​Lockheed Martin, Inmarsat, GMV join Geoscience Australia's positioning project

​The corporate giants have jumped on board the government-funded project to improve the accuracy of Australia's positioning.

Geoscience Australia has announced that United States defence giant Lockheed Martin, alongside Inmarsat and GMV, will be partaking in trials of a Satellite Based Augmentation System (SBAS) to improve the accuracy of Australia's positioning.

The global giants will be assisting the government-funded national positioning project by testing two new satellite positioning technologies -- "next generation" SBAS and Precise Point Positioning -- which Geoscience Australia said provides positioning accuracies of several decimetres and five centimetres respectively.

"The SBAS test-bed is Australia's first exploratory step to joining countries such as the United States, Europe, China, Russia, India, and Japan, which are already using the technology on a daily basis," Gary Johnston from Geoscience Australia said.

"This technology hasn't been widely tested in Australia before, however GMV, Inmarsat, and Lockheed Martin have experience implementing it around the world."

Under the arrangement, the corporate giants will be responsible for the technical components of the SBAS test-bed, while Geoscience Australia along with the Australia and New Zealand Cooperative Research Centre for Spatial Information (CRCSI) will oversee the project on behalf of the Australian government.

According to Johnston, testing SBAS technology in Australia offers a number of potential safety, productivity, efficiency, and environmental benefits to industries such as transport, agriculture, construction, and resources.

Currently, Australia relies on the Global Navigation Satellite Systems (GNSS) of other countries including the United States' Global Positioning System (GPS); however, these international systems typically give Australians positioning accuracy of five to 10 metres.

The SBAS test-bed will also utilise existing national GNSS infrastructure developed by AuScope as part of the National Collaborative Research Infrastructure Strategy.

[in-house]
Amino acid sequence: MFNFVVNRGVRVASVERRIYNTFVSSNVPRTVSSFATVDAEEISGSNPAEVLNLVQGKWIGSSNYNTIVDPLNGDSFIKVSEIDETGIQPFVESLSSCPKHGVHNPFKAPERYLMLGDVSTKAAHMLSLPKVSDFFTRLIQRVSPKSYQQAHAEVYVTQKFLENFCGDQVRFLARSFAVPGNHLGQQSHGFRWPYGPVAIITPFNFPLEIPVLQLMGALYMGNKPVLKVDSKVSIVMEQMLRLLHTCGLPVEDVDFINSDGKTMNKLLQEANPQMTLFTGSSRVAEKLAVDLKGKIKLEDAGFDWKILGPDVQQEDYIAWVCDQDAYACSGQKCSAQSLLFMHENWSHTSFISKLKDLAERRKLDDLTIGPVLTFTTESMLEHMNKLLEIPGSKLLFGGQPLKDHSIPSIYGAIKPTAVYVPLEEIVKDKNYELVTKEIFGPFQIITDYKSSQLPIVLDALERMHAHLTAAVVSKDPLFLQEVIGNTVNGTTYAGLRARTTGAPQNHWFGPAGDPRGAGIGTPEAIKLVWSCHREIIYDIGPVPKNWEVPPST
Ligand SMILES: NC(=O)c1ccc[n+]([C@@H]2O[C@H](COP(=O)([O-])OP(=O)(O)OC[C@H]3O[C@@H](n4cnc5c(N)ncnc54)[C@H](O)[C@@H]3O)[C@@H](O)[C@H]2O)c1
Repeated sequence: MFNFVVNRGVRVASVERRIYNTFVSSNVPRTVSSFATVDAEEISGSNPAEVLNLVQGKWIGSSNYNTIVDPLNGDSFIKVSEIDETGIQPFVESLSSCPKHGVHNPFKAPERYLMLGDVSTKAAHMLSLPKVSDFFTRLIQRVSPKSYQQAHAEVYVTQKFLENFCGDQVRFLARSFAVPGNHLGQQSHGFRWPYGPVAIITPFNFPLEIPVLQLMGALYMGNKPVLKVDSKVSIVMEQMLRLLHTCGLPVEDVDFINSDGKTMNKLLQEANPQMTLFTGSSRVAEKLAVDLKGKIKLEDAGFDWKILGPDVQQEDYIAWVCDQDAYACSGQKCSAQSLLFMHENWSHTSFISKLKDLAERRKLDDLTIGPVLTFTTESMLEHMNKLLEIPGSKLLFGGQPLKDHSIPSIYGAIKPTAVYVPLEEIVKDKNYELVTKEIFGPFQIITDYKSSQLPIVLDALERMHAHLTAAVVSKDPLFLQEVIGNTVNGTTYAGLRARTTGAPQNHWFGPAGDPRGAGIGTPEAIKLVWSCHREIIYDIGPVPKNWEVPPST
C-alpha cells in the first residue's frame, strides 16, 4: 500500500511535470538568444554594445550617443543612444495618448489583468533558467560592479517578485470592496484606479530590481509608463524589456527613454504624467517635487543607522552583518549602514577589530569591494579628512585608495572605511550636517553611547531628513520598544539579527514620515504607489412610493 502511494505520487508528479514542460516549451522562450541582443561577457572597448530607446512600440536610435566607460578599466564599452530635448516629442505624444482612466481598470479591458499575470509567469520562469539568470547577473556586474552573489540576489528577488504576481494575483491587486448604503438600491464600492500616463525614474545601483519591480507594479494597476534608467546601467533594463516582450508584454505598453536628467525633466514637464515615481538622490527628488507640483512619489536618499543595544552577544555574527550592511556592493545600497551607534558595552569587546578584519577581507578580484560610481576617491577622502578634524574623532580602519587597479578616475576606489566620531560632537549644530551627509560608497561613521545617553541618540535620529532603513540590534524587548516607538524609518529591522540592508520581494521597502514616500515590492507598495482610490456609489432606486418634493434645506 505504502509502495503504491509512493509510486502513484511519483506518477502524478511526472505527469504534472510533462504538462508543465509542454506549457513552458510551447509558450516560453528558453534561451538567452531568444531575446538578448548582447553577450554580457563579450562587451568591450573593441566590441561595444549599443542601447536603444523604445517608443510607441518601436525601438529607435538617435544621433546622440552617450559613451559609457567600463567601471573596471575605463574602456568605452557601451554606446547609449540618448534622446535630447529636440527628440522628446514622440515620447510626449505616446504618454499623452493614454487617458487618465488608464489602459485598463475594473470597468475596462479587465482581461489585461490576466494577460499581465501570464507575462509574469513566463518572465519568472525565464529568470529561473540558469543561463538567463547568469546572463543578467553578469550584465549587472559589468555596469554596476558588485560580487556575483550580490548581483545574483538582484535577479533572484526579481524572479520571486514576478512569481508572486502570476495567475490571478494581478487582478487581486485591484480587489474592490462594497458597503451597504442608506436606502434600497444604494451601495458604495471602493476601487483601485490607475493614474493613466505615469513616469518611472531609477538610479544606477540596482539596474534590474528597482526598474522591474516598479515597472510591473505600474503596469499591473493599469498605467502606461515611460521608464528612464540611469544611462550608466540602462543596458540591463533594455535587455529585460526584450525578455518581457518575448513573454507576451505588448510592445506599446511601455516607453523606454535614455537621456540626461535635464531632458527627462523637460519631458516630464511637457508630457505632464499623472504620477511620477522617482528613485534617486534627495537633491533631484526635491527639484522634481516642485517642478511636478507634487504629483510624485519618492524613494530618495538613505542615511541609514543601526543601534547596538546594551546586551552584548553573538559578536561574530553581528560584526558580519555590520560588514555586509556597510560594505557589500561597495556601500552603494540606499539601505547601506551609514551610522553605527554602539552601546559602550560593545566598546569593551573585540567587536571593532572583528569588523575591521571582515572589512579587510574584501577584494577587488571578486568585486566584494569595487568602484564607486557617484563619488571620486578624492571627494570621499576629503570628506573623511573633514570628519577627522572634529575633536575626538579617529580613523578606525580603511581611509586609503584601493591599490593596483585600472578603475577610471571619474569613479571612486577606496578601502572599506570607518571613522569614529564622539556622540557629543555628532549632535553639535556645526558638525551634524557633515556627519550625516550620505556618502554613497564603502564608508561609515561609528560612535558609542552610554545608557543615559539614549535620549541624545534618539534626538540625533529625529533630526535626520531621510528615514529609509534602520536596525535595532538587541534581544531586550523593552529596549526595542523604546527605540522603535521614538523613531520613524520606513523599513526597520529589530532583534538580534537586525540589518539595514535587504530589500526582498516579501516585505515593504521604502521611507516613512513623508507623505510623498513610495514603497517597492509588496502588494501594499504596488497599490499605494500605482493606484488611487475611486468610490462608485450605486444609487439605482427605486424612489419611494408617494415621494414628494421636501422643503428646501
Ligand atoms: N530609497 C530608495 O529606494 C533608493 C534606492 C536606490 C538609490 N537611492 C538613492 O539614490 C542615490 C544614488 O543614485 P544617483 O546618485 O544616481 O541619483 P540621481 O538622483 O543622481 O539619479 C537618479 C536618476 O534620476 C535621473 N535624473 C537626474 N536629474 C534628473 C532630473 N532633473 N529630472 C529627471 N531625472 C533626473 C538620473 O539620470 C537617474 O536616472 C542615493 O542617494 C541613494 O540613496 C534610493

The SBAS trial follows the AU$12 million funding injection from the federal government last month, awarded to help bolster the technology it expects to be leveraged by automated trains, as well as driverless and connected cars.

According to the government, the widespread adoption of improved positioning technology has the potential to generate upwards of AU$73 billion of value to Australia by 2030.

"From using Google Maps on your smartphone to emergency management and farming, most Australians use and benefit from positioning technology every day without realising it," Minister for Infrastructure and Transport Darren Chester and Minister for Resources and Northern Australia Matthew Canavan said in a joint statement.

In March, Geoscience Australia and the CRCSI will call for organisations from a number of industries including agriculture, aviation, construction, mining, maritime, road, spatial, and utilities to participate in the test-bed.

Lockheed Martin announced in August it would be spending AU$13 million over three years on its new research and development facility, The Science Technology Engineering Leadership and Research Laboratory (STELaR Lab) in Melbourne, aiming to solve the technology challenges of the future.

The defence giant previously partnered with Australia's Defence Science Technology Group (DST Group) to enhance cutting-edge Over-the-Horizon Radar (OTHR) technology, which monitors aircraft and ships in the country's northern maritime approaches, and drive advancements in new two-dimensional OTHR networks.